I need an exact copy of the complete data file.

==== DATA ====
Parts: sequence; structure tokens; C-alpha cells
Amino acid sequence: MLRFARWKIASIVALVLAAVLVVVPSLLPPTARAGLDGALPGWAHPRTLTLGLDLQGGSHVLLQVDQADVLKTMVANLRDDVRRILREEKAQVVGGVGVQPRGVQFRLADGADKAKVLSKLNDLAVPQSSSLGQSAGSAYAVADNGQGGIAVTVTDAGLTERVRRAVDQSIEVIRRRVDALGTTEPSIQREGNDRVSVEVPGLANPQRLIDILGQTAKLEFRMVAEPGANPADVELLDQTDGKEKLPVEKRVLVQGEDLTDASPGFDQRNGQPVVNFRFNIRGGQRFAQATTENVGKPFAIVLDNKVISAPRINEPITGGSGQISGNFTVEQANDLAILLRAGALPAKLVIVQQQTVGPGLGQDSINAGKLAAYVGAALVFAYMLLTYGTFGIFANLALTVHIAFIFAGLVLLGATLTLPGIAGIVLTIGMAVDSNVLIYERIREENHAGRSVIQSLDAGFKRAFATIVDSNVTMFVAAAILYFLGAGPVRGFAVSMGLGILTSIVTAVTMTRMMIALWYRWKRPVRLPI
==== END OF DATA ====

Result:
Parts: sequence; structure tokens; C-alpha cells
Amino acid sequence: MLRFARWKIASIVALVLAAVLVVVPSLLPPTARAGLDGALPGWAHPRTLTLGLDLQGGSHVLLQVDQADVLKTMVANLRDDVRRILREEKAQVVGGVGVQPRGVQFRLADGADKAKVLSKLNDLAVPQSSSLGQSAGSAYAVADNGQGGIAVTVTDAGLTERVRRAVDQSIEVIRRRVDALGTTEPSIQREGNDRVSVEVPGLANPQRLIDILGQTAKLEFRMVAEPGANPADVELLDQTDGKEKLPVEKRVLVQGEDLTDASPGFDQRNGQPVVNFRFNIRGGQRFAQATTENVGKPFAIVLDNKVISAPRINEPITGGSGQISGNFTVEQANDLAILLRAGALPAKLVIVQQQTVGPGLGQDSINAGKLAAYVGAALVFAYMLLTYGTFGIFANLALTVHIAFIFAGLVLLGATLTLPGIAGIVLTIGMAVDSNVLIYERIREENHAGRSVIQSLDAGFKRAFATIVDSNVTMFVAAAILYFLGAGPVRGFAVSMGLGILTSIVTAVTMTRMMIALWYRWKRPVRLPI